I have read Fatology’s book and find it very insightful. I don’t know if I agree with her above statement that it is “100% heredity,” simply because few science-minded people would claim an absolute. I agree heredity obviously plays a part, as do other aspects of body chemistry like metabolism and hormones.
        Unless you can explain why there are poor people who don’t get fat and rich people who don’t lose weight, I don’t consider your assertions to have any more “scientific tilt” than Fatology’s.

        • Kala permalink
          February 2, 2013 9:31 am

          Did you even read my comment in full?

          “It seems pretty naive and simplistic to label economics as the only factor in a person’s weight”

          Where did I label economics as the only factor in a person’s weight? I didn’t. Fatology was saying that ” It is 100% heridity. NOthing else. It is in our DNA just like being tall or short or bald.”

          This statement is so freaking incorrect that I nearly choked on my drink when I read it. There are obviously environmental and as well as heredity determinants of body type. So right off the bat, I went to the point that Fatology’s belief is instantly refuted by the widely observed result that socioeconomic status affects obesity prevalence. I quite clearly never said that socioeconomic status was the only or even the main determinant of body type. I said that fatness absolutely varies with socioeconomic status, to counter her point that no such thing occurs.

          Also “Unless you can explain why there are poor people who don’t get fat and rich people who don’t lose weight”

          I never supposed anything so simplistic. That’s all on you and your misinterpretation of my comment. Just because someone is more likely to have an outcome in one group of people, in comparison to another, doesn’t mean that there are no people of the outcome in the less likely group, and everyone in the more likely group has the outcome.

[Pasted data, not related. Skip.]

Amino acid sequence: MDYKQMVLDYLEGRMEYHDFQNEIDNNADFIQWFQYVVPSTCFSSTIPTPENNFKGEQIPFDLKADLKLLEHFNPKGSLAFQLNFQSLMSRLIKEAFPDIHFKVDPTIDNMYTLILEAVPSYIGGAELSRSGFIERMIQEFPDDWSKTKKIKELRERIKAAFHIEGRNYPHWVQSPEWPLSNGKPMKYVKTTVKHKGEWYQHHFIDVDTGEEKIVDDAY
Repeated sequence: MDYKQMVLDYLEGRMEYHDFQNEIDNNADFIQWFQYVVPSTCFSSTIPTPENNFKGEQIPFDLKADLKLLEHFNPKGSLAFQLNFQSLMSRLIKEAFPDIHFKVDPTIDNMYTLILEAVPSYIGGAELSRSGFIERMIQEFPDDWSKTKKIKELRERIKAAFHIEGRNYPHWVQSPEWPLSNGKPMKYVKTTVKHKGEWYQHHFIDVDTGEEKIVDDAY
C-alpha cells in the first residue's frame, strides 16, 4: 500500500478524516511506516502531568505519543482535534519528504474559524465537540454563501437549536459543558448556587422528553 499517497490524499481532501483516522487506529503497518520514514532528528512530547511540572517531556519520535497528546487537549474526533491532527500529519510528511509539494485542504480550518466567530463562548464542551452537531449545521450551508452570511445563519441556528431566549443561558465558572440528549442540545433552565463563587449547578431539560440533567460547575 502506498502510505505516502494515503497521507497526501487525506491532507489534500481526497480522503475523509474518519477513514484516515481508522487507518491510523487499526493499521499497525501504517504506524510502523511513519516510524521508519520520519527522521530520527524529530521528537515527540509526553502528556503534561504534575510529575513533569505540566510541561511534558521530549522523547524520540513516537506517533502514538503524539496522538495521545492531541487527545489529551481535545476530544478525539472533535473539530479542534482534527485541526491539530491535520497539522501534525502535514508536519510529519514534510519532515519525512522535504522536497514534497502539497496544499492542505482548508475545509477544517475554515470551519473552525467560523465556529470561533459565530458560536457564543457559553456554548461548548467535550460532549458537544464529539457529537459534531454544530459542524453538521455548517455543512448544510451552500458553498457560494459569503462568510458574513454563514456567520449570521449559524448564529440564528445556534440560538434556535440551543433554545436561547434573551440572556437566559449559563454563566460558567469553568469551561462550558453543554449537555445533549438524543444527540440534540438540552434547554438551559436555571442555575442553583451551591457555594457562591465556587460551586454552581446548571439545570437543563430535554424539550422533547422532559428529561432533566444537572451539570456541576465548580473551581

• January 31, 2013 3:40 pm

      The hereditary nature of obesity is more about susceptibility than expression. When you live in a world where food is affordable for everyone, then the people with a genetic predisposition (due to hormones) will be heavier. When you live in a world that restricts access to food for the poor, then those genetic predispositions will not be trigger and they will not be as heavy. Perhaps as they age they will gain weight, but they won’t be heavier, younger, which is what we’re seeing today. Now, the obesity rates have leveled off, which suggests that the environmental changes that flipped our genetic switches may have had as much impact as they’re going to, but we don’t know for sure.

      What is more fascinating about the weight/economic link is that wealthy fat people do better, healthwise, than poor fat people. And that’s due entirely to the social determinants of health. So really, unless you’re talking about the extreme ends of weight, then income influences our health more than weight does. But there is no one factor that influences weight. We’re swimming in an environmental and genetic soup, and it is virtually impossible to point to any one variable and say “That’s the one that made us fat!” It’s just too complicated.